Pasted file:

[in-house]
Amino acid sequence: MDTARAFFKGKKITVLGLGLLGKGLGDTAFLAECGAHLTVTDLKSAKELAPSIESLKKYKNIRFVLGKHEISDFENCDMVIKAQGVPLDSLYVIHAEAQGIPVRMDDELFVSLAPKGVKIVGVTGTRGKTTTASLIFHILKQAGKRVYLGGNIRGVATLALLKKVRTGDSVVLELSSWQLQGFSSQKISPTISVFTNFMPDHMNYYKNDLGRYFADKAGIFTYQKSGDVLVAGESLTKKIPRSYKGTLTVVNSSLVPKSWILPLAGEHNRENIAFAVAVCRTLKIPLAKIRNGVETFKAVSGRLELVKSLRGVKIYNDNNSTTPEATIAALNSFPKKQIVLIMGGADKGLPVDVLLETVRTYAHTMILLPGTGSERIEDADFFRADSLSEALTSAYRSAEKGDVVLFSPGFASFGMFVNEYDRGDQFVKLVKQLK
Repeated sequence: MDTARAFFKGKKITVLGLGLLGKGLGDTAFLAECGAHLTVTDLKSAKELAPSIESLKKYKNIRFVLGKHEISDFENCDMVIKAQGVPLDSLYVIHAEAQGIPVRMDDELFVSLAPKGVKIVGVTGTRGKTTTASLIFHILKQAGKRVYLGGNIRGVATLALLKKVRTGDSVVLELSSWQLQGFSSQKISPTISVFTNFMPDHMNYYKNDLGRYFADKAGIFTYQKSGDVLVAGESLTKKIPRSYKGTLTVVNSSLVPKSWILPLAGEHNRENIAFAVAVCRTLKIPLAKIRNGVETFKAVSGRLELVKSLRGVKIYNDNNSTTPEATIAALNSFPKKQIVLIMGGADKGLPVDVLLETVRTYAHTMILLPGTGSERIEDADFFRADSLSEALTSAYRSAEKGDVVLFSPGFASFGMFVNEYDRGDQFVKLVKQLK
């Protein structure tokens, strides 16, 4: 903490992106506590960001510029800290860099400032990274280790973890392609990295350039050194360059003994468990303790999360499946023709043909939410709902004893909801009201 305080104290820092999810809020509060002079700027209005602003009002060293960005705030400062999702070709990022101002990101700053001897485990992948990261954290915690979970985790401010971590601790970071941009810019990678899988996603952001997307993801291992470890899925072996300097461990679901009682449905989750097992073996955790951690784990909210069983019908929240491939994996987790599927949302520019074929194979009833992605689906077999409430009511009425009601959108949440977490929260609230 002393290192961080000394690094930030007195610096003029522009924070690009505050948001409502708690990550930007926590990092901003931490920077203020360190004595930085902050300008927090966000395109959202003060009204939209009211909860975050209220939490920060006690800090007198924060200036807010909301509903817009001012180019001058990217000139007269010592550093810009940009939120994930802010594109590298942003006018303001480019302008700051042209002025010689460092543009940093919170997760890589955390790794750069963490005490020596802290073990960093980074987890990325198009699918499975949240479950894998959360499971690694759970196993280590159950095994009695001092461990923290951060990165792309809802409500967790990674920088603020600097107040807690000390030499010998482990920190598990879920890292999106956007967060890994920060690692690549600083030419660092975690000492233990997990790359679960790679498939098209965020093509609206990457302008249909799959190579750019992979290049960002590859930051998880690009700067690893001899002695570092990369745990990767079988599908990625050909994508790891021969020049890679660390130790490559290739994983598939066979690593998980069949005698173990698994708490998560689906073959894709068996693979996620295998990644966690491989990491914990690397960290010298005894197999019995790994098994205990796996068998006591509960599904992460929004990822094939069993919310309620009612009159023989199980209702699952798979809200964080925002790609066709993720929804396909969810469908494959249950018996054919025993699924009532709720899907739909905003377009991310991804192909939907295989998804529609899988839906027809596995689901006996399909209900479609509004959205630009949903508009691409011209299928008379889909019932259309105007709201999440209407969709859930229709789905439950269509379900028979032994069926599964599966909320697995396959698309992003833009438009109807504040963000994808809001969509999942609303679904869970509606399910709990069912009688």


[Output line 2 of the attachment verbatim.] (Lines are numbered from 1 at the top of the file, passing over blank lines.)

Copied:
Amino acid sequence: MDTARAFFKGKKITVLGLGLLGKGLGDTAFLAECGAHLTVTDLKSAKELAPSIESLKKYKNIRFVLGKHEISDFENCDMVIKAQGVPLDSLYVIHAEAQGIPVRMDDELFVSLAPKGVKIVGVTGTRGKTTTASLIFHILKQAGKRVYLGGNIRGVATLALLKKVRTGDSVVLELSSWQLQGFSSQKISPTISVFTNFMPDHMNYYKNDLGRYFADKAGIFTYQKSGDVLVAGESLTKKIPRSYKGTLTVVNSSLVPKSWILPLAGEHNRENIAFAVAVCRTLKIPLAKIRNGVETFKAVSGRLELVKSLRGVKIYNDNNSTTPEATIAALNSFPKKQIVLIMGGADKGLPVDVLLETVRTYAHTMILLPGTGSERIEDADFFRADSLSEALTSAYRSAEKGDVVLFSPGFASFGMFVNEYDRGDQFVKLVKQLK